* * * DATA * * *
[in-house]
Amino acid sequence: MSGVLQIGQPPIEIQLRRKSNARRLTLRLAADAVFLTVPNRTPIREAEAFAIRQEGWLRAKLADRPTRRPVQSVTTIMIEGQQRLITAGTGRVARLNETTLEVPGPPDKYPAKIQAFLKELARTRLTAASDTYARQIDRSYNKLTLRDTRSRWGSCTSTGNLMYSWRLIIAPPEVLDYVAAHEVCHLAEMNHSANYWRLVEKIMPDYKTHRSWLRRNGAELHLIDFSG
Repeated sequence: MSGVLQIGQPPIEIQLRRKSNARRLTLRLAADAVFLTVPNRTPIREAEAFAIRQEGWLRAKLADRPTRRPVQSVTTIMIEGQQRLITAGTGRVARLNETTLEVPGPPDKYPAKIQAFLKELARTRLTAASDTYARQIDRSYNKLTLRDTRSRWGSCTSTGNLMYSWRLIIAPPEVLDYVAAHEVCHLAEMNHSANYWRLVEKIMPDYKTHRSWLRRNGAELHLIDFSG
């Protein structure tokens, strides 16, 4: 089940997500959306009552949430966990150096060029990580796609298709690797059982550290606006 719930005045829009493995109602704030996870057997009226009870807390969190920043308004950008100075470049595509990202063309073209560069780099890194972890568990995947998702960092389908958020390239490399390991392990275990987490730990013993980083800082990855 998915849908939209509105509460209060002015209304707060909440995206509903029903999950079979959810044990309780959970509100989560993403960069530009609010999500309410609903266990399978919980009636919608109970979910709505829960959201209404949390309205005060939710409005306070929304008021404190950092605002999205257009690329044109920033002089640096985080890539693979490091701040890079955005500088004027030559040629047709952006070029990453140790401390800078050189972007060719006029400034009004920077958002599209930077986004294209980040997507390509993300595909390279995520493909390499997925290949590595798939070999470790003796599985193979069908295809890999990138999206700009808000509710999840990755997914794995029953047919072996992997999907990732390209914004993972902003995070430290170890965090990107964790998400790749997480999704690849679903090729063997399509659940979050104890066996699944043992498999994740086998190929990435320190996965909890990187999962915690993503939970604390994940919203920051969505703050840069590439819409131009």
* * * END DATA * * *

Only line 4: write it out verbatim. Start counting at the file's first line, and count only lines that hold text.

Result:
């Protein structure tokens, strides 16, 4: 089940997500959306009552949430966990150096060029990580796609298709690797059982550290606006 719930005045829009493995109602704030996870057997009226009870807390969190920043308004950008100075470049595509990202063309073209560069780099890194972890568990995947998702960092389908958020390239490399390991392990275990987490730990013993980083800082990855 998915849908939209509105509460209060002015209304707060909440995206509903029903999950079979959810044990309780959970509100989560993403960069530009609010999500309410609903266990399978919980009636919608109970979910709505829960959201209404949390309205005060939710409005306070929304008021404190950092605002999205257009690329044109920033002089640096985080890539693979490091701040890079955005500088004027030559040629047709952006070029990453140790401390800078050189972007060719006029400034009004920077958002599209930077986004294209980040997507390509993300595909390279995520493909390499997925290949590595798939070999470790003796599985193979069908295809890999990138999206700009808000509710999840990755997914794995029953047919072996992997999907990732390209914004993972902003995070430290170890965090990107964790998400790749997480999704690849679903090729063997399509659940979050104890066996699944043992498999994740086998190929990435320190996965909890990187999962915690993503939970604390994940919203920051969505703050840069590439819409131009």